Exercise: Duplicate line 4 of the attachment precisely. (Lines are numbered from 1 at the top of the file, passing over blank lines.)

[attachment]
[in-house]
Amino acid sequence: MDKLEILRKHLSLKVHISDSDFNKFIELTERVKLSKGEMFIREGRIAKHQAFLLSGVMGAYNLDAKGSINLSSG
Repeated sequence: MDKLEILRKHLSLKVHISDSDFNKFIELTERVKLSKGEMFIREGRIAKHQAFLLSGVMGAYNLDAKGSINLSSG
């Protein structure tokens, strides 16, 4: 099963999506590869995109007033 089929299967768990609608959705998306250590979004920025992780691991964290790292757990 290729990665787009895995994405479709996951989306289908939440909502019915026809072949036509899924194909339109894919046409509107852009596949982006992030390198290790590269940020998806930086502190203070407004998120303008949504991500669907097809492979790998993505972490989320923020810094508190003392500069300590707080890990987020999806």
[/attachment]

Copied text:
């Protein structure tokens, strides 16, 4: 099963999506590869995109007033 089929299967768990609608959705998306250590979004920025992780691991964290790292757990 290729990665787009895995994405479709996951989306289908939440909502019915026809072949036509899924194909339109894919046409509107852009596949982006992030390198290790590269940020998806930086502190203070407004998120303008949504991500669907097809492979790998993505972490989320923020810094508190003392500069300590707080890990987020999806």